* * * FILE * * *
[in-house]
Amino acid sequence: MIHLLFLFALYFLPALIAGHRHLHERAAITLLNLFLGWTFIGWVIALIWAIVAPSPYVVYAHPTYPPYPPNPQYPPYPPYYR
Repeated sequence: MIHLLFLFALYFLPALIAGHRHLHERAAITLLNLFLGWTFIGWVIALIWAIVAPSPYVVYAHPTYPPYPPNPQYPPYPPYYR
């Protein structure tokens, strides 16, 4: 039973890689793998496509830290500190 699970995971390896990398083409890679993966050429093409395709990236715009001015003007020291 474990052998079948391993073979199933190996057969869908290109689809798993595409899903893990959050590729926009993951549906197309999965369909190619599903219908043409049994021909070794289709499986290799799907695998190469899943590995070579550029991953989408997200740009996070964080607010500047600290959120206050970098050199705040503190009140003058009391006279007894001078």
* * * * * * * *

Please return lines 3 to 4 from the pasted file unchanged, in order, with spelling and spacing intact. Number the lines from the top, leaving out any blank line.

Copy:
Repeated sequence: MIHLLFLFALYFLPALIAGHRHLHERAAITLLNLFLGWTFIGWVIALIWAIVAPSPYVVYAHPTYPPYPPNPQYPPYPPYYR
């Protein structure tokens, strides 16, 4: 039973890689793998496509830290500190 699970995971390896990398083409890679993966050429093409395709990236715009001015003007020291 474990052998079948391993073979199933190996057969869908290109689809798993595409899903893990959050590729926009993951549906197309999965369909190619599903219908043409049994021909070794289709499986290799799907695998190469899943590995070579550029991953989408997200740009996070964080607010500047600290959120206050970098050199705040503190009140003058009391006279007894001078």